ʿANBARĪĀN, a distinguished family of officials, littérateurs, ʿolamāʾ, and traditionists from Bayhaq (modern Sabzavār). Their activities in public and scholarly life from the 4th/10th to the 6th/12th centuries are known above all through Ebn Fondoq’s Tārīḵ-e Bayhaq (ed. A. Bahmanyār, Tehran, 1317 Š./1938, pp. 119-22, 182-83).
The family was probably Iranian in origin, but, according to Samʿānī, had attached itself to the Arab clan of ʿAnbar of Tamīm by a bond of welāya (Hyderabad, p. 388). Toward the end of the 4th/10th century, the ʿAnbarīs were already in the service of the rulers of Khorasan and Transoxania. Abu’l-ʿAbbās Esmāʿīl b. ʿAlī ʿAnbarī was vizier to the Qarakhanid Ilig Naṣr for several years; on returning to Khorasan, he refused a similar position under the Ghaznavid Maḥmūd b. Sebüktigin and was imprisoned and poisoned by the offended sultan (see Bosworth, Ghaznavids, p. 58). His descendants, however, began a tradition of faithful service to the Ghaznavids. Abu’l-Ḥasan Aḥmad b. Moḥammad, known as Amīrak (d. 448/1056), defended the fortress of Termeḏ on the Oxus against the incoming Saljuqs for Sultan Mawdūd b. Masʿūd and then retired to Ḡazna for a secretarial career under subsequent rulers. The branch of the ʿAnbarīs that he established continued into the next century (see Bosworth, Later Ghaznavids, pp. 10, 11). His brother Abū Naṣr was secretary to the Ghaznavid governor of Ray and then in Sultan Masʿūd’s service in Ḡazna, and a further brother, Abu’l-Qāsem, was deputy to the head of the Dīvān-e Rasāʾel, Abū Naṣr Moškān. Later members of the family such as Abū Saʿīd Moḥammad b. Šāhak (d. 543/1148-49), mostawfī or tax collector of Bayhaq, remained in Khorasan and served the Saljuq sultan there.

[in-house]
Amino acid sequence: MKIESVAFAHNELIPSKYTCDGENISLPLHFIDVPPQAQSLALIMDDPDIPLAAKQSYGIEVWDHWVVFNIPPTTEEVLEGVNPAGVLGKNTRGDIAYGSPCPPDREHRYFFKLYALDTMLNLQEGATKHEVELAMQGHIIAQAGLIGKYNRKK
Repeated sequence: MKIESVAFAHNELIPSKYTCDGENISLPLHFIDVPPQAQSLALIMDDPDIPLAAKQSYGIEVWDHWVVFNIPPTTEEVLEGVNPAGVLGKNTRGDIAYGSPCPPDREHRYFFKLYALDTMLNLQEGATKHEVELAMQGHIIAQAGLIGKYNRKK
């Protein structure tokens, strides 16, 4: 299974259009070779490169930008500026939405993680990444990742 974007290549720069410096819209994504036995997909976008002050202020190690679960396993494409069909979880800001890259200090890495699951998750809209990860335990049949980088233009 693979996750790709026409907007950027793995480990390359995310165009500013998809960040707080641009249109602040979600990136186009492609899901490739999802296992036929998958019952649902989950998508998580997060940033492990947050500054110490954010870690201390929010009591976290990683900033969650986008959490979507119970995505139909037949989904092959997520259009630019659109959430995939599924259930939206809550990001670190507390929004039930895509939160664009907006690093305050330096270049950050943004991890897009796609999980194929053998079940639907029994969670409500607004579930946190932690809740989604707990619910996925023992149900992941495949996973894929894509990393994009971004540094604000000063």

The ʿAnbarīs had literary interests, as witnessed by their poetry and epistles quoted by Ebn Fondoq; their contribution to the intellectual life of the Iranian East also included building madrasas, such as the ones founded by Amīrak in his home town of Bayhaq and at Ḡazna.
Bibliography: Given in the text.
(C. E. Bosworth)
Originally Published: December 15, 1985
Last Updated: August 3, 2011
This article is available in print.
Vol. II, Fasc. 1, pp. 6-7